You’ve probably heard about the new changes to Twitter in the last couple of days. And my, they’re big ones.
After all, Twitter users have been restricted to 140 characters per tweet since 2006.
True, there have been attempts to make changes – last year, direct messages were allowed up to 10,000 characters.
And tools like TwitLonger, Tall Tweets and Longer Tweets all promised to extend your tweets past 140 characters.
But in a tweet posted on Monday, Twitter announced that photos, videos, GIFs, polls and quotes would no longer eat up any of your 140 characters.
If that wasn’t enough, Twitter also want to test changes to the @reply system, meaning @names won’t count either. As they say on their blog, “Characters are for conversations, not usernames”.
So what do the changes actually mean for you?
Twitter actually want you to have conversations with people.
Why else would they discount usernames from character lengths?
It’s not a bad move on their part. When I first started using Twitter in December 2008, it was like a global online watercooler. People dropped in to have chats. I’ve met some amazing people using Twitter, and thanks to hashtag conversations, I expect to keep doing so.
A lot of marketers have jumped onto Twitter to sell their wares. Fine, promote your content all you want (I know I do) but remember to talk to other users too. There are humans on the other side of those @usernames. Get to know them.
You don’t have to stick to clickbait as much.
The golden rule of social media is the awesome headline. You want people to click, to find out what you’re all about. Ideally, you want to help people as easily as possible.
But the downside of clickbait headlines is they can be disappointing. If someone clicks on your title to read your blog post, and it doesn’t bear a lot of relation to the content of the post, they probably won’t come back. (There’s an excellent post about clickbait on State of Digital).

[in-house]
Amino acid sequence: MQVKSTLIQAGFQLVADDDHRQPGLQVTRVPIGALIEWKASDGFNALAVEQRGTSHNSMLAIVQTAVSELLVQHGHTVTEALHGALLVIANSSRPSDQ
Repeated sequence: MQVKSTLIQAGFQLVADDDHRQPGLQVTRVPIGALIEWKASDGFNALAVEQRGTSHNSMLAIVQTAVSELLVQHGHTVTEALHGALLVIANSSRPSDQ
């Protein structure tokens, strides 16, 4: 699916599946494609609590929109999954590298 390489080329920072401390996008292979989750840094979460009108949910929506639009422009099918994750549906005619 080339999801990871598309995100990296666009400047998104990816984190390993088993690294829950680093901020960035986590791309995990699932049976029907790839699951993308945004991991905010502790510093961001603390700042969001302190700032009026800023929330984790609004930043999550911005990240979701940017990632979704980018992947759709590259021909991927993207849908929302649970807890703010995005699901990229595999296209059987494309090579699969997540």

If, on the other hand, your title reflects the content (like this post is all about the changes to Twitter and how they’ll affect you….which is right there in the title) then you’re more likely to win that reader’s trust.
With the new changes to what’s included in the character limit, you can now spend the characters you’d otherwise use on an image or GIF to expand a little on the value of the title. Maybe add another hashtag to help a wider group of people.
You can give those polls and GIFs a bit more context.
At first, the character limit was a brilliant way to hone your ability to communicate a lot in as few letters as possible. You couldn’t ramble. Unless you wanted to split your message across a range of tweets, you had to be concise. Laser focused. On point.
But then someone realised you got better levels of engagement if you included graphics and images. GIFs became an awesome way to quickly make a point.
Those images and graphics took characters away, and the context became lost. Now you can go back to writing excellent, tight short-form content that is enhanced by an image, rather than being cut by the need for an image.
And if you want to add a poll (which is an excellent way to generate engagement), you can now explain a little more what it’s for in the tweet itself. People are more likely to click if they know what it is they’re voting for.
Time will tell if the changes will prove to be positive.
True, some will prefer the old way of working, and I think we might see an increase in marketers targeting several users at once when @usernames no longer count towards character limits. But being able to discuss what you’re posting, and add GIFs without losing characters, is certainly an interesting development.
If you’d like to connect on Twitter, come and follow me @lj_sedgwick.